\dɒɡmˈatɪk], \dɒɡmˈatɪk], \d_ɒ_ɡ_m_ˈa_t_ɪ_k]\
Definitions of DOGMATIC
- 2006 - WordNet 3.0
- 2011 - English Dictionary Database
- 2010 - New Age Dictionary Database
- 1913 - Webster's Revised Unabridged Dictionary
- 1919 - The Winston Simplified Dictionary
- 1899 - The american dictionary of the english language.
- 1919 - The Concise Standard Dictionary of the English Language
- 1894 - The Clarendon dictionary
- 1914 - Nuttall's Standard dictionary of the English language
- 1874 - Etymological and pronouncing dictionary of the English language
- 1846 - Medical lexicon: a dictionary of medical science
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By Princeton University
By DataStellar Co., Ltd
By Oddity Software
By Noah Webster.
By William Dodge Lewis, Edgar Arthur Singer
By Daniel Lyons
Like or pertaining to dogma. dogmatical.
By James Champlin Fernald
By William Hand Browne, Samuel Stehman Haldeman
By Nuttall, P.Austin.
By Stormonth, James, Phelp, P. H.
from 'I think.' Dogmatieus, (F.) Dogmatique. The name of an ancient medical sect; so called, because its members endeavoured, by reasoning, to discover the essence of diseases and their occult causes; whilst the Empirics, their rivals, confined themselves strictly to experience; i. e., to the observation of facts. The union of the two modes of investigation makes the rational physician. These sectarians are likewise called Dogmatists, and their doctrine Dogmatism. The founders of the sect were Hippocrates, Thessalus, Draco, and Polybius; and the most celebrated of its supporters were Diocles of Carysta, Praxagoras of Cos, Chrysippus of Soli, Herophilus, Erasistratus, &c.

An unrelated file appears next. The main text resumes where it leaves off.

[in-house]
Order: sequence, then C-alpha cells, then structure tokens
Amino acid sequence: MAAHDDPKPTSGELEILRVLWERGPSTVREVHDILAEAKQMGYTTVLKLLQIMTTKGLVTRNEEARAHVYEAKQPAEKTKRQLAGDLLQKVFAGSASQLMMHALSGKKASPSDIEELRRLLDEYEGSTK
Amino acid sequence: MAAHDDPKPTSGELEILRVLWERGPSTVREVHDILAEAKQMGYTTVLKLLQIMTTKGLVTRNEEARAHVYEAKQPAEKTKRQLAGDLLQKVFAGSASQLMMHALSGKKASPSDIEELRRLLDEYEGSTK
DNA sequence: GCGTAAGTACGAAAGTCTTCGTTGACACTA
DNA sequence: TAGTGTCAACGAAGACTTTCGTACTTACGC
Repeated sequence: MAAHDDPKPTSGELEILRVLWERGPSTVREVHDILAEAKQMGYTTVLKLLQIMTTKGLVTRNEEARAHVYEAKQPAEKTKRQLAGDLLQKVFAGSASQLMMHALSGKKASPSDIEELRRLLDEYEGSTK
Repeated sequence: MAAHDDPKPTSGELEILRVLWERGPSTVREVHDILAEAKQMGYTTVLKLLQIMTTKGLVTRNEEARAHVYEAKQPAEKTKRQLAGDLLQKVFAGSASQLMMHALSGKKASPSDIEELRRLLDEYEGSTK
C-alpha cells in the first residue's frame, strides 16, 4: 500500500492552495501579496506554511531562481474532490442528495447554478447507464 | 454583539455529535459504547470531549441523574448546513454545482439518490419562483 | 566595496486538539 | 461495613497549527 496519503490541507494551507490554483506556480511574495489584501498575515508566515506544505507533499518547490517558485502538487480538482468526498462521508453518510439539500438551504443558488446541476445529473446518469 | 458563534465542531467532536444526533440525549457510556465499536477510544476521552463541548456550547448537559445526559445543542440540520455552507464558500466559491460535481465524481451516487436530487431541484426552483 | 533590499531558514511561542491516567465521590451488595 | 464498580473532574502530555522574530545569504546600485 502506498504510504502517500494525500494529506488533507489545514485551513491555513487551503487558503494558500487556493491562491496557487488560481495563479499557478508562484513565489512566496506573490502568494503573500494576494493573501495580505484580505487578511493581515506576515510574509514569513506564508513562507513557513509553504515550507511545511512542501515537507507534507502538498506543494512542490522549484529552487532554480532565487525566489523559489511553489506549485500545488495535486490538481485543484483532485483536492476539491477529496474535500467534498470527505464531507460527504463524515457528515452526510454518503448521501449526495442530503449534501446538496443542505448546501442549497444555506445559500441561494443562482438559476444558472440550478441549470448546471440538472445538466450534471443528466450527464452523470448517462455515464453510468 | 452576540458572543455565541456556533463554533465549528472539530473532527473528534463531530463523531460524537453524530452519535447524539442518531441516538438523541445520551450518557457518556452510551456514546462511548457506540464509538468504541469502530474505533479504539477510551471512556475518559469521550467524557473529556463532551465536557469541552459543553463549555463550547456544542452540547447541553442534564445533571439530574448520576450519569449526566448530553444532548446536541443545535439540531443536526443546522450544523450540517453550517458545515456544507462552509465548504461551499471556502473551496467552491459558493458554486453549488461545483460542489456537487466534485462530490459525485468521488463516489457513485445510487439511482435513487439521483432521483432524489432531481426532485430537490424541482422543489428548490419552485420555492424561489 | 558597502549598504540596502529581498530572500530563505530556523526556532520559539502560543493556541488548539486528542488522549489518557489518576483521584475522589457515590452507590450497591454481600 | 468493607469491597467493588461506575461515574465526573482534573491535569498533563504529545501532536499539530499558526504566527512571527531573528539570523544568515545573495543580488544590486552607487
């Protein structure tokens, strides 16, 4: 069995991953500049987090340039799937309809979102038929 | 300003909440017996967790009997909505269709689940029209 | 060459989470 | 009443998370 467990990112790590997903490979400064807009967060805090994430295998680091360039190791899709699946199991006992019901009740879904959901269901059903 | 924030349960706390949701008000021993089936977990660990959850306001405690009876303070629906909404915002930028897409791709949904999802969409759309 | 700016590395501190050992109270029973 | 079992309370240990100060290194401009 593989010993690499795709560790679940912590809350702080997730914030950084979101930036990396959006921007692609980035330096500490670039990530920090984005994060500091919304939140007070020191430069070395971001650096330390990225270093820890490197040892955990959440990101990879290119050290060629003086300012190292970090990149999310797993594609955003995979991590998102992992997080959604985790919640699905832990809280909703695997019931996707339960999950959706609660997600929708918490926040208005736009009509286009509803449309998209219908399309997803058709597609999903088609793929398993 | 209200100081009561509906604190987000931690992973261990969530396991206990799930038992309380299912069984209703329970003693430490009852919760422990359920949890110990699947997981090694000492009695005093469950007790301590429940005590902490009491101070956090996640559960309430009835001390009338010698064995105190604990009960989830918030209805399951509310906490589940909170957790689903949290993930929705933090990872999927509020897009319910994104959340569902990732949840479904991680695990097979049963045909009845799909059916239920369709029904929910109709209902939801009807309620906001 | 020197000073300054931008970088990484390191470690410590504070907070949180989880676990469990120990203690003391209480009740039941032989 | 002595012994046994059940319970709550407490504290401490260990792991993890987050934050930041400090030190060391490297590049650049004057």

By Robley Dunglison
Word of the day
- That portion electromagnetic spectrum immediately below visible range extending into x-ray frequencies. longer near-biotic vital necessary for endogenous synthesis of vitamin D and are also called antirachitic rays; the shorter, ionizing wavelengths (far-UV or abiotic extravital rays) viricidal, bactericidal, mutagenic, carcinogenic used as disinfectants.